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ProCraft Cabinets shuts door on several

Thousands of dollars in deposits are missing after the company abruptly closes. Criminal charges against the owner may be pursued.


© St. Petersburg Times, published March 19, 2000

CARROLLWOOD -- After paying a deposit for custom kitchen cabinets, Gerald Alonso made an appointment to have them installed Jan. 15 by workers from ProCraft Cabinets, but nobody ever came.

For the next two days, no one at the company would even answer the phone. Finally he drove to the office at 11425 N Dale Mabry Highway, but all he found was mail stacked up at the door. The office had been closed for at least five days, according to adjacent business owners.

"Right then I knew I might not get my money (near $4,000) back," Alonso said.

Consumer protection agencies in Hillsborough and Pinellas counties say that more than a dozen people have made similar complaints against the company since January.

"It appears that the owners have disappeared with everybody's money," said Harold Delk of the Hillsborough County Consumer Protection Department.

ProCraft Cabinets is also under investigation by the consumer protection division of the Pinellas County State Attorney's Office. Neither Hillsborough nor Pinellas officials have decided whether to pursue criminal charges against the company's owner.

"We are looking at these complaints to see what we can do with them and we are hopeful that some kind of action can be taken," said John Wood, a Pinellas County consumer investigator.

Records show that ProCraft Cabinets is owned by Mona Seminew, the sole signatory on all the business accounts. Her husband, Dale Seminew, had listed the company as his place of employment.

Neither of them could be reached for comment.

The company's decline could be related to the breakup of the couple's 28-year marriage. According to their Hillsborough divorce file, Dale Seminew has accused his wife of trying to loot the company's assets, and she has had him arrested twice for violating a domestic violence restraining order.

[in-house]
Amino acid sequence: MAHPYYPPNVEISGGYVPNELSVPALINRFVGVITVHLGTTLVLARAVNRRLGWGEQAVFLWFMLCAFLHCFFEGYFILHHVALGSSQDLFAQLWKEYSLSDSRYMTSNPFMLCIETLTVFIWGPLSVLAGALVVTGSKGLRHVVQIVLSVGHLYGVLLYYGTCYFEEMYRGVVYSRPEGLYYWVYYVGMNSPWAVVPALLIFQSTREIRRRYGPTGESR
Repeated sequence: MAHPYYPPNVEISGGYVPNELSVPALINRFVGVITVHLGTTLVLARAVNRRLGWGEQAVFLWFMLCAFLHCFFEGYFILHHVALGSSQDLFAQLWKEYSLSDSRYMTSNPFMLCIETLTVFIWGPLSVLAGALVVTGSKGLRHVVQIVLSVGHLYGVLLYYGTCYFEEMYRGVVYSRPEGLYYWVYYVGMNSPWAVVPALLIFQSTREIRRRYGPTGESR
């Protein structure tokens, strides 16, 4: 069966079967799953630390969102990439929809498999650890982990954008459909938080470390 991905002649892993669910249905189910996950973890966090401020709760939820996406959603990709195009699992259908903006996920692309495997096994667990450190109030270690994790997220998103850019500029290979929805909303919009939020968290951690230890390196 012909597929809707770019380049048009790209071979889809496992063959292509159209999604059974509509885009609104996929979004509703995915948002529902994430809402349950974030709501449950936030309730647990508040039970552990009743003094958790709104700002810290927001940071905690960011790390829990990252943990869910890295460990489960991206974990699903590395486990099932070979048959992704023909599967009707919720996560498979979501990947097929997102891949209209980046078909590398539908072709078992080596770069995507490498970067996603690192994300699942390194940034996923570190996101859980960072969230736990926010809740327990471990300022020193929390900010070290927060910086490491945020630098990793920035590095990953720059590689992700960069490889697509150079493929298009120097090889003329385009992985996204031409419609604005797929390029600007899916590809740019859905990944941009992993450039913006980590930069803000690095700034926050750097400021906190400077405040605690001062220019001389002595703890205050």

When Dale Seminew, of Carrollwood Village, filed for divorce on Nov. 19, he asked that Mona Seminew be prevented from removing anything more than normal business expenses from ProCraft's bank account. At the time, he said the company had gross annual sales of $3-million.

In a sworn affidavit in December, office manager Barbara Brinson said Mona Seminew issued herself a business check for $100,000 as a Christmas bonus, but Brinson stopped payment on the check because she knew about the injunction.

She testified that Mona Seminew instructed her to issue thousands of dollars in checks for other personal expenses, including home furniture, travel and rent at Colonial Grand at Carrollwood apartments.

Dale Seminew had asked that either he, Brinson or bookeeper Tom Wilson be appointed as receiver and that Mona Seminew be removed as a signatory on all the business accounts.

While Dale Seminew was filing court actions against her, Mona Seminew was having him arrested for violation of a domestic violence injunction. The arrests, on Dec. 31 and Feb. 28, took place in the shopping plaza where the business was, records show. In November, Dale Seminew told court officials there was $170,000 in the business account with about half a million dollars' worth of work to be completed by the year's end. The company appeared to be in good shape, but by early January the business was shut down.

As ProCraft customers discovered that the company was closed, they turned to the subcontractor, Bay Cabinets of Florida, at 5518 W Linebaugh Ave.

According to owner Rick Adkins, Bay Cabinets had done work for ProCraft since 1992 and business was smooth until January. Adkins said he also has a lawsuit against ProCraft concerning worthless checks he received before the closing.

Adkins counts himself among the frustrated retailers and former customers who have made no progress in recovering the money they lost dealing with ProCraft.

"They still have our money and I've tried to contact them every which way I can," said Angela Jackson, a customer who lost $3,000. "I have a huge file on this, which is a shame because it's turned into a part-time job trying to get my money back."

-- To reach Tim Grant call 226-3471, or e-mail him at

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